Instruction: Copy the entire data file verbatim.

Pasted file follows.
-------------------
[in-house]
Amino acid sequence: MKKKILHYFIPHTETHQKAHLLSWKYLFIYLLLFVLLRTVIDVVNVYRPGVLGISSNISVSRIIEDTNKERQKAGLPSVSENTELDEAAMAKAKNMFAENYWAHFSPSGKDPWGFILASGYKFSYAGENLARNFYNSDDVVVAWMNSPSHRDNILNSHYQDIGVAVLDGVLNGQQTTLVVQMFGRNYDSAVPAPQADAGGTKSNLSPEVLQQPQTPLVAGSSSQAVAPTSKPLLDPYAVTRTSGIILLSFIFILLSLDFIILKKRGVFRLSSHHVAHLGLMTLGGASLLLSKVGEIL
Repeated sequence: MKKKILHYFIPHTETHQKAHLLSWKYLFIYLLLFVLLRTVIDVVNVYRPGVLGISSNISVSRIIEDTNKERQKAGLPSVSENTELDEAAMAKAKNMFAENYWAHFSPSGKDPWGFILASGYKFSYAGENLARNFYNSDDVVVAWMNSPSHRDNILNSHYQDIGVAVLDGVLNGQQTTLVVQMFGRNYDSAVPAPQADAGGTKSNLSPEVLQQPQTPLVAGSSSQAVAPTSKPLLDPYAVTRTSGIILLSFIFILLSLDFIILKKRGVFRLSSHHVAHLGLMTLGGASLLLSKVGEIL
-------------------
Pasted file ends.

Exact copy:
[in-house]
Amino acid sequence: MKKKILHYFIPHTETHQKAHLLSWKYLFIYLLLFVLLRTVIDVVNVYRPGVLGISSNISVSRIIEDTNKERQKAGLPSVSENTELDEAAMAKAKNMFAENYWAHFSPSGKDPWGFILASGYKFSYAGENLARNFYNSDDVVVAWMNSPSHRDNILNSHYQDIGVAVLDGVLNGQQTTLVVQMFGRNYDSAVPAPQADAGGTKSNLSPEVLQQPQTPLVAGSSSQAVAPTSKPLLDPYAVTRTSGIILLSFIFILLSLDFIILKKRGVFRLSSHHVAHLGLMTLGGASLLLSKVGEIL
Repeated sequence: MKKKILHYFIPHTETHQKAHLLSWKYLFIYLLLFVLLRTVIDVVNVYRPGVLGISSNISVSRIIEDTNKERQKAGLPSVSENTELDEAAMAKAKNMFAENYWAHFSPSGKDPWGFILASGYKFSYAGENLARNFYNSDDVVVAWMNSPSHRDNILNSHYQDIGVAVLDGVLNGQQTTLVVQMFGRNYDSAVPAPQADAGGTKSNLSPEVLQQPQTPLVAGSSSQAVAPTSKPLLDPYAVTRTSGIILLSFIFILLSLDFIILKKRGVFRLSSHHVAHLGLMTLGGASLLLSKVGEIL